Apex 3 Blog
A blog to offer ideas, suggestions and techniques to turn around or fix troubled or failed IT projects

A Checklist for ERP Pricing and Costs

by Mark Davison February 7. 2011 12:50
Software one-time pricing
Base license fees
Cost per site
Cost per processor
Cost per device
Concurrent/cost “per seat”
Data conversion
Warranty charges
Escrow charges
Legal charges
Other fees
Equipment costs
Software costs
Installation/configuration costs
Other components needed to operationalize
Other Software
Third party software
Report Writer
Operating systems
Materials and manuals
Instructor cost
Facilities cost
Training environment set up
Support and Maintenance
Support Pricing
Help desk
Onsite support
Remote support
Maintenance charges
Annual price increase
What currency
Date proposal pricing expires
Usage/transaction fees
Cost of additional licenses
Upgrade fees


New or Interim CIO Action Points

by Mark Davison February 6. 2011 16:54
  • Meet the stakeholders
  • Determine the major problems and issues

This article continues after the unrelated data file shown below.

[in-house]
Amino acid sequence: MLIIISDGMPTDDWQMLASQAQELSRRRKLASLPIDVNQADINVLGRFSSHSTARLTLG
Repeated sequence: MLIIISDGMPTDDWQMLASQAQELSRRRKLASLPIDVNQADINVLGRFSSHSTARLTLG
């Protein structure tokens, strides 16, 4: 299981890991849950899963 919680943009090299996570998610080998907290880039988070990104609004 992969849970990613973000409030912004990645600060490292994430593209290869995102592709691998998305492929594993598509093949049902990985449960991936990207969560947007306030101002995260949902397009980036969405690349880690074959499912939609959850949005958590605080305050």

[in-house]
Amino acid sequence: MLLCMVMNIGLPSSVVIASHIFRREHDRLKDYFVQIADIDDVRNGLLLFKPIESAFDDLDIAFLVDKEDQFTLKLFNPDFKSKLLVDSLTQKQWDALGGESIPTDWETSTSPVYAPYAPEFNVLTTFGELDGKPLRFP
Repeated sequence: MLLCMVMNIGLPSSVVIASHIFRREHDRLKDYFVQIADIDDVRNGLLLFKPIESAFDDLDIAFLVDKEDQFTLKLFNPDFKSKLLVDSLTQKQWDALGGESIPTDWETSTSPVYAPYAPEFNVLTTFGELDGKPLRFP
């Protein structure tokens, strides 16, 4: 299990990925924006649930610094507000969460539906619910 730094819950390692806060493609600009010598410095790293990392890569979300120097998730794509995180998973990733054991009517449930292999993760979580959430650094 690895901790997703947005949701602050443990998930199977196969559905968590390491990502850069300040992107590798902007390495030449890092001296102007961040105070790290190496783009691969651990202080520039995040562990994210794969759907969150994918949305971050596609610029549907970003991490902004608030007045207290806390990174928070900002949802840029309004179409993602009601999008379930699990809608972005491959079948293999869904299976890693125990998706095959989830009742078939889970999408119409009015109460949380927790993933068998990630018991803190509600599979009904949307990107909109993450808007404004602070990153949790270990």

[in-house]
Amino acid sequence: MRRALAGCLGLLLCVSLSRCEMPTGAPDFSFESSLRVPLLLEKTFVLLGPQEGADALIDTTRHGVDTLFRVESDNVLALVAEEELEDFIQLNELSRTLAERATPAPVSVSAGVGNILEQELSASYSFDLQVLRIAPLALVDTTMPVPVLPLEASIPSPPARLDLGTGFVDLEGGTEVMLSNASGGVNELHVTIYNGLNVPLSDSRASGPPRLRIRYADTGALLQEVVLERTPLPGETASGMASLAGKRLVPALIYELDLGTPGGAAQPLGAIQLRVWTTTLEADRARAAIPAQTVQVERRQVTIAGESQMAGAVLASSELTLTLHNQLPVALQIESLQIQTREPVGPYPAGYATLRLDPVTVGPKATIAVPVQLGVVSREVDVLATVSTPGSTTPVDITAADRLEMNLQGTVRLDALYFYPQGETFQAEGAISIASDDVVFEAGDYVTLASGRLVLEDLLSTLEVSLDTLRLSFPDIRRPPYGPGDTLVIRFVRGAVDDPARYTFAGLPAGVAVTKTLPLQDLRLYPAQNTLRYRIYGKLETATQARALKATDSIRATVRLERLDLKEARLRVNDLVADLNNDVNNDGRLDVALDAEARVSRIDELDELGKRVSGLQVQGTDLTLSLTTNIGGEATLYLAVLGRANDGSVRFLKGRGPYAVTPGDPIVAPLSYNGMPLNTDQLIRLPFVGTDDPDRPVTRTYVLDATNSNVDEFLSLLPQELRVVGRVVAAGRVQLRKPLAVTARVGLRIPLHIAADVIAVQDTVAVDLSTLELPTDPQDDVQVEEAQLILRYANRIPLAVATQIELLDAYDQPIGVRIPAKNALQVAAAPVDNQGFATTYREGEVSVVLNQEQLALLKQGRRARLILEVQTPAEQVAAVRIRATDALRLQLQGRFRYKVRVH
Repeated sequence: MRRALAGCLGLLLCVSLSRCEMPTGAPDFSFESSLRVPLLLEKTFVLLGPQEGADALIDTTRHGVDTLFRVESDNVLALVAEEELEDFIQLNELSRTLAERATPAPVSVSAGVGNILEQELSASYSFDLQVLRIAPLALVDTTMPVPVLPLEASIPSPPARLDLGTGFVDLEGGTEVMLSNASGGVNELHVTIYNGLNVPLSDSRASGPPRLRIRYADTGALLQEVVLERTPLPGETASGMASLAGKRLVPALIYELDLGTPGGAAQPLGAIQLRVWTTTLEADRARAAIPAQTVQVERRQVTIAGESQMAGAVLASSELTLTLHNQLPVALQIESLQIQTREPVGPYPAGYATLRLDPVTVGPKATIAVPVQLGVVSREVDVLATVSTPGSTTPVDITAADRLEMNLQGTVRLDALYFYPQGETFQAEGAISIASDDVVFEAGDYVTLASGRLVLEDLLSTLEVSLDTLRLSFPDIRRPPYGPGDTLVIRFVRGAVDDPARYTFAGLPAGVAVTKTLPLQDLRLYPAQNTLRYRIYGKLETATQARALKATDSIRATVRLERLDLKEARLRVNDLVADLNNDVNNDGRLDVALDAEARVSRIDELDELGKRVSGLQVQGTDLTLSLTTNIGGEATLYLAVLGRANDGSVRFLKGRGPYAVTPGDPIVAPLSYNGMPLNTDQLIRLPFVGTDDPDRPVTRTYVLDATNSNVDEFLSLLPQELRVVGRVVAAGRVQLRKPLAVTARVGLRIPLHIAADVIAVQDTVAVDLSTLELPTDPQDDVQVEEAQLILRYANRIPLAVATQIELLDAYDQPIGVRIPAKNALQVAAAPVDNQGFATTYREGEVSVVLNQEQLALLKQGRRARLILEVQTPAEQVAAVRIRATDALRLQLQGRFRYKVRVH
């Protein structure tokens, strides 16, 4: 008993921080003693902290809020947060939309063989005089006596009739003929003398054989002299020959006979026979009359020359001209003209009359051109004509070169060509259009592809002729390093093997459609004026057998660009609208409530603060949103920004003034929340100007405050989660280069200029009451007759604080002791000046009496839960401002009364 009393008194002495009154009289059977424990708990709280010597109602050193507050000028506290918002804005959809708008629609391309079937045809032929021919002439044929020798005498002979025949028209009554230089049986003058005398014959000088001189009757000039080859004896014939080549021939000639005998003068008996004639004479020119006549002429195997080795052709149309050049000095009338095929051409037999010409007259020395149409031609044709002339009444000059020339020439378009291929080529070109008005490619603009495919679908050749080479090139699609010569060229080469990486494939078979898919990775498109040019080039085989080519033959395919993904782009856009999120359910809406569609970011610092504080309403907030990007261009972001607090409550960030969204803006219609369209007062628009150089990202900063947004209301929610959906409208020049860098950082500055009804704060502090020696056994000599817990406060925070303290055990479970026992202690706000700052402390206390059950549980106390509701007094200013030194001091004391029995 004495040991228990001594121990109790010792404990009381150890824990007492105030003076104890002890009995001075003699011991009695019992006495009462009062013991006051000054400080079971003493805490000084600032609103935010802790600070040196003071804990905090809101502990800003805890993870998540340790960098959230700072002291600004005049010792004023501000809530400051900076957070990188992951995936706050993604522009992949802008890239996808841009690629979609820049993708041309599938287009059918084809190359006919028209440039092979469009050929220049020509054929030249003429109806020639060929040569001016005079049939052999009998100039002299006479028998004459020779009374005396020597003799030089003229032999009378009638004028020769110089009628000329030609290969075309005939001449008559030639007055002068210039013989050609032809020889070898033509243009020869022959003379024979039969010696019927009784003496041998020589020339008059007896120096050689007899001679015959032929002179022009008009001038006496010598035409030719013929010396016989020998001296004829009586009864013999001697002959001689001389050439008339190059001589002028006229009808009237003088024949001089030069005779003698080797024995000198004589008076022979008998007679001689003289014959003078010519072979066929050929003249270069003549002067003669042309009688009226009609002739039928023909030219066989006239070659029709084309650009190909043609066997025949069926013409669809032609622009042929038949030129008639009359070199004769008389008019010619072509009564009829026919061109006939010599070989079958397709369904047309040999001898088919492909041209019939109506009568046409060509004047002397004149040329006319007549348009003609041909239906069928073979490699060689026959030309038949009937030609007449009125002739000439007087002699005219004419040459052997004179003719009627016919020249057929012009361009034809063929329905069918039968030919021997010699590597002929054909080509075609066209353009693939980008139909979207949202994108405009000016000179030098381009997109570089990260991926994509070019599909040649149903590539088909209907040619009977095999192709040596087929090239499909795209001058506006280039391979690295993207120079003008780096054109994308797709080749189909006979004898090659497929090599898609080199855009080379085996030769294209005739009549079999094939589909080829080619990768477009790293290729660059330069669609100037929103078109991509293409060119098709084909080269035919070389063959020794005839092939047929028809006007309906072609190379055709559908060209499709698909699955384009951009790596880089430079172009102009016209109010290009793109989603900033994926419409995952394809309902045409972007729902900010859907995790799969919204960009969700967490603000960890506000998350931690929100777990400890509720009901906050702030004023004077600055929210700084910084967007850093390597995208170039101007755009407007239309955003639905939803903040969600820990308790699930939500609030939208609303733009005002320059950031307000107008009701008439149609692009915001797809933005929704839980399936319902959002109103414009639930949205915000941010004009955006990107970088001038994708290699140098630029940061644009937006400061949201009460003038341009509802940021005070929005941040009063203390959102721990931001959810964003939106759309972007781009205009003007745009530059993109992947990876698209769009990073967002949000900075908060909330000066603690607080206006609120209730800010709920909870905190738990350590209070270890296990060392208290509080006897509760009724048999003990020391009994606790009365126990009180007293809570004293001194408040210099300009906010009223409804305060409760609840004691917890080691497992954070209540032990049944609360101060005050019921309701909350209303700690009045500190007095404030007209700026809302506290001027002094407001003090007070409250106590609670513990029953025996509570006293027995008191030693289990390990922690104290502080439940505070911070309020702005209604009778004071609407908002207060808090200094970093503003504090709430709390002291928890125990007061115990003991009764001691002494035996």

• Special callout: what issues exist with security, compliance and backup/recovery?
  • Determine your staffing needs; figure out who are the right people you need on board to help
  • Review the budget and determine additional financial, human and other resources that may be needed
  • Review IT processes and procedures; determine where improvements are needed
  • Evaluate the personnel performance review process and determine changes needed
  • Develop your improvement plan - both strategic and tactical
    • Special callouts:  Develop a communications plan - take pains to communicate clearly and often; develop a change management plan -plan the extent and pace of change you plan
  • Launch initiatives targeted at resolving the major problems and issues
  • Establish the measurements you can use to measure improvement
  • Execute the improvement plan


Some Rules for a PM to Live By - 1

by Mark Davison February 5. 2011 13:04
  • Know what you want.  Focus on it.  Work toward it.  Achieve it.
  • Know when to go with the flow, or resist.  Both have their place.
  • Take responsibility for what you do.  If you are unhappy, take responsibility to change things.
  • Do what's important - don't procrastinate.  Get it done.
  • Be a winner - don't quit.  Winners never quit, and quitters never win.  
  • Sometimes you will fail, or take a misstep.  OK - get up and keep moving.  Be self aware and make apologies.  It's not the end of the world.
  • Be thankful.  Remember how fortunate you are and your successes.  Thank others for their help and support.
  • Be friendly and kind to others.  Being unfriendly and nasty are not a winning philosophies, and and remember what goes around comes around.
  • Set high expectations.  Expect the best.  Challenge yourself and others to give their best.


Some Guiding Principles for a Complex Project